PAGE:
July 28, 2017

The Risks of being an Independent Consultant or Freelancer

This entry is part 2 of 4 in the series Independent Consulting and Freelance Secrets and Tips

Being your own boss is a goal many of us strive towards. In fact, especially in tough economic times many Americans choose (or are forced) to become self-employed. The comparison of a salary to consulting income is not trivial, and working for yourself is not all rosy. This article discusses some of the risks of being an independent consultant or freelancer, which have burst the bubble of many hopeful entrepreneurs, and even some very experienced ones.

Risks of Self-Employment – Lost Time, Lost Clients

Most full time employees have paid annual leave and annual sick leave. As an independent consultant or freelancer, you’re in the business of selling your time to your customers. If you take time off for vacation or to take care of a sick child or parent, or if you yourself wake up sick as a dog, you will not be paid for time you don’t work.

You may be able to make up for such lost hours by working more hours later on, but that assumed you have enough business to do so. If you lose your ability to work for a significant length of time, you face a potential financial disaster since you lose not only the income of hours not billed, but also many if not all your existing clients who may not be able to wait around for you to be available again.

Risks of Self-Employment – Business Downturns

Another risk you face as a consultant or freelancer is that you’re not covered by unemployment insurance. If work dries up (the self-employed equivalent of being laid off), you have no safety net beyond whatever savings you’ve put aside for a rainy day. To be prudent, as a self-employed individual you must set aside as much money as you can when times are good and business is booming to prepare for the inevitable downturn and allow you to ride it out without having to throw in the towel and look for a salaried position somewhere.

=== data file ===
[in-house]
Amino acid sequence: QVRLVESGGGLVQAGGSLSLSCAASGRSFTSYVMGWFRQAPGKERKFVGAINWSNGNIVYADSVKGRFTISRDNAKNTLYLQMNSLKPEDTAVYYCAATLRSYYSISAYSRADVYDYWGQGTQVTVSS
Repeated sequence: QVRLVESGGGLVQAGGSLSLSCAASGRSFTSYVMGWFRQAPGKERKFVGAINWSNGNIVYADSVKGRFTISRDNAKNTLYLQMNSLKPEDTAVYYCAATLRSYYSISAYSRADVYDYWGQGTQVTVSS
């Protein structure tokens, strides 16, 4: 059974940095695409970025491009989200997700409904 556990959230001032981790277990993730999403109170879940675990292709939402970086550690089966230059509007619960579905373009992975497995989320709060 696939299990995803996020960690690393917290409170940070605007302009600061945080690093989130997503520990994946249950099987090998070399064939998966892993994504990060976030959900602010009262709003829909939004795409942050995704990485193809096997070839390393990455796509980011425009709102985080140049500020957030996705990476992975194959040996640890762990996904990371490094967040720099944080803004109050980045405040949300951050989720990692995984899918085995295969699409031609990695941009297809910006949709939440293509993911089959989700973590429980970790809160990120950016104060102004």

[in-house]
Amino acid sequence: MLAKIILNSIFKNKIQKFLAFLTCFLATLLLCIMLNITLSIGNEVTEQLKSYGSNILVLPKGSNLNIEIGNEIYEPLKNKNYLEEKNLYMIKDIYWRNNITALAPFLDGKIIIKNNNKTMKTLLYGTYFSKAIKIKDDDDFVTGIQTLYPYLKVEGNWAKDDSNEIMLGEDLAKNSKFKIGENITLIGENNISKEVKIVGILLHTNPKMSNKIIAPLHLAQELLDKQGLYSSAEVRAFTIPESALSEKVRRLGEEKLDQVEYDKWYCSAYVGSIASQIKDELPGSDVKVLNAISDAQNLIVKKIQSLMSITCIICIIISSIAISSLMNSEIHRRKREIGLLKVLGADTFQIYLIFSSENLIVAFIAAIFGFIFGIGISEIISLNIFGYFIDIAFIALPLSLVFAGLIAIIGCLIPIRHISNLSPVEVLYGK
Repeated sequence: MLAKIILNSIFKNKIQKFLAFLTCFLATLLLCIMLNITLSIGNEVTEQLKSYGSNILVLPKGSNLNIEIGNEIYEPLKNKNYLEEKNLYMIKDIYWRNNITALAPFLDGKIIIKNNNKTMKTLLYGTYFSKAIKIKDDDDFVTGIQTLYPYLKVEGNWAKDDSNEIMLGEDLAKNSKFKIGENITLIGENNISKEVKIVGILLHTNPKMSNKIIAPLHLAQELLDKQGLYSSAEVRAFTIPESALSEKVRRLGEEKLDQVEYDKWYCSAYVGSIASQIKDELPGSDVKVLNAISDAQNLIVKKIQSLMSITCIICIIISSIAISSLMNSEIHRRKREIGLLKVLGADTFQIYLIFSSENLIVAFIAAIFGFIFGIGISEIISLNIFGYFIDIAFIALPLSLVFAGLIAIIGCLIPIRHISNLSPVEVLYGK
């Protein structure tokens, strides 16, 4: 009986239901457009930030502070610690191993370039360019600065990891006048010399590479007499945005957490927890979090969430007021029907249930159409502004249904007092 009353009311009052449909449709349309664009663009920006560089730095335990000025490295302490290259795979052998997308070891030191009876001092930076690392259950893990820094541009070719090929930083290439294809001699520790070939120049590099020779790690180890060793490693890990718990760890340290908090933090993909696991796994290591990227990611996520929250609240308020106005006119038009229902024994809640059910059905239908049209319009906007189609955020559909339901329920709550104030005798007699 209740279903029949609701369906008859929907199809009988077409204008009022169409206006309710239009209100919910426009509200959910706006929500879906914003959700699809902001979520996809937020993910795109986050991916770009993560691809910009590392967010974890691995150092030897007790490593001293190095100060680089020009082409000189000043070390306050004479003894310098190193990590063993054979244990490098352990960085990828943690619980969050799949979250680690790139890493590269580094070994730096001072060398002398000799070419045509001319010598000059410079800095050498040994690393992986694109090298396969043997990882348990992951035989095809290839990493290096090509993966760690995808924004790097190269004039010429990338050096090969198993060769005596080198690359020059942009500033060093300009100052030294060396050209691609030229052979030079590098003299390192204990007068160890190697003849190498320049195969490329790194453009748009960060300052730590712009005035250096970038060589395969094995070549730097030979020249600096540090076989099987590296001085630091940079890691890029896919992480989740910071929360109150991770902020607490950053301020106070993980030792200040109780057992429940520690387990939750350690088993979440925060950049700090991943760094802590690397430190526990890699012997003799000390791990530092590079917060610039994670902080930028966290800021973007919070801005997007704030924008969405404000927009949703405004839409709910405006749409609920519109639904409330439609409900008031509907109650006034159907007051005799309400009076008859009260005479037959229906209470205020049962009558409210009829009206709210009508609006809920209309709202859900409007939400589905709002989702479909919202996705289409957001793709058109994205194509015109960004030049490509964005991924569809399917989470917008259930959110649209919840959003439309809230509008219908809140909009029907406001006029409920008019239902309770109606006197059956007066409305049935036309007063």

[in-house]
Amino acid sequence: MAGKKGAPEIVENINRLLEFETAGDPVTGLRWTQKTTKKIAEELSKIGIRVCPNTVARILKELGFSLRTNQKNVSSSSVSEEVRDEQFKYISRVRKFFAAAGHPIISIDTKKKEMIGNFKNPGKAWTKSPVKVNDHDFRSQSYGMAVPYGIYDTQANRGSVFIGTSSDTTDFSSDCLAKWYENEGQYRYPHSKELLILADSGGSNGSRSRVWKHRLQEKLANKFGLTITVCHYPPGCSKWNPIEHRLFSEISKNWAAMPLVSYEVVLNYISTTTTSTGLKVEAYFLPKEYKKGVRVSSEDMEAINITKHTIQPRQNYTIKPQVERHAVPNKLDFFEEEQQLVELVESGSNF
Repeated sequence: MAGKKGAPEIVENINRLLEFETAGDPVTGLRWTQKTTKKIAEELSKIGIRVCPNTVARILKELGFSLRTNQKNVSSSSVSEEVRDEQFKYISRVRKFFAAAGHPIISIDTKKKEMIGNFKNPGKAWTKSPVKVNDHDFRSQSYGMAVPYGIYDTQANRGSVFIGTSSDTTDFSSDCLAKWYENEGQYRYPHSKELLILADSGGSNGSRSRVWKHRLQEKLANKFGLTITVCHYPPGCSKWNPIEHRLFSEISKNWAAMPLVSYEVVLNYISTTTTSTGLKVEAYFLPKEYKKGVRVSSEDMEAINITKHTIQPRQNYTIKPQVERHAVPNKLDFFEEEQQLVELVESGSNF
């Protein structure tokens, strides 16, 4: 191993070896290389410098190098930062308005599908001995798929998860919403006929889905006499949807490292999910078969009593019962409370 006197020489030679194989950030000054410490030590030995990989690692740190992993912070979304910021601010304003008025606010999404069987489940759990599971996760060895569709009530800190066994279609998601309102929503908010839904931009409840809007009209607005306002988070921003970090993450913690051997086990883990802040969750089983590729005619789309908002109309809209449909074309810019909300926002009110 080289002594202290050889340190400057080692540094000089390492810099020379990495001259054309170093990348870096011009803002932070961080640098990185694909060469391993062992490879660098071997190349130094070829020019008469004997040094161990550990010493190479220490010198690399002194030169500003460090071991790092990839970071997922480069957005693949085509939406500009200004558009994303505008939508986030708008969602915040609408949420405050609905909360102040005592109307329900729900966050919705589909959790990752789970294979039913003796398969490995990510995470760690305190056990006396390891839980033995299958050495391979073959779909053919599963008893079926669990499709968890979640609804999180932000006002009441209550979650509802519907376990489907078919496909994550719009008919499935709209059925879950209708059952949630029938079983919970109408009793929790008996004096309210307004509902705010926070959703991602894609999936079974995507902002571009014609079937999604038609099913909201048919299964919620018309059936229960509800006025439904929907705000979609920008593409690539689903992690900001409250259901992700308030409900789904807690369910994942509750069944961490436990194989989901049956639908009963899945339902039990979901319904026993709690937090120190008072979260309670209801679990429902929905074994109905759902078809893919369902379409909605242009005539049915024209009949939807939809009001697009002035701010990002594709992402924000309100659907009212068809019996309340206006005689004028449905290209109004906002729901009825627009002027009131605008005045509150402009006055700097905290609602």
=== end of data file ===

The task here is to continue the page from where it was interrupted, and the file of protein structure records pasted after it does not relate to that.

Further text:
You must also constantly network and market yourself (two distinctly different activities) to make sure that when your current clients no longer need your services you still have money flowing in. To the extent possible, it’s best not to let any one client provide more than half of your revenue (less than 25% is even better), so the loss of one client does not wipe out your business.

Risks of Self-Employment – Health and Disability Insurance

Most employers offering employee health and disability coverage pay 80% – 90% of the cost of that insurance. As an independent professional you have to find your own coverages. Assuming you can find such plans for individuals, which is not always the case, it will likely be far less generous in its benefits, and cost much more than the employee portion of employment-based insurance.

The Bottom Line the Risks of Self Employment

As an independent consultant or freelancer you will likely be paid far more per hour than as an employee. After all, you have far less overhead expenses than a big corporation with many levels of management which eats away at the value you provide. The flip side of that is that you face far more risks than does an employee. Being prudent in how you set your hourly rates, how you quote fixed price jobs, how much money you set aside in good times, and being dedicated in marketing your services can mean the difference between great success and complete failure.

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Series NavigationHow to Compare Consulting or Freelance Rates to a SalaryHow to Set Your Hourly Consulting Rates

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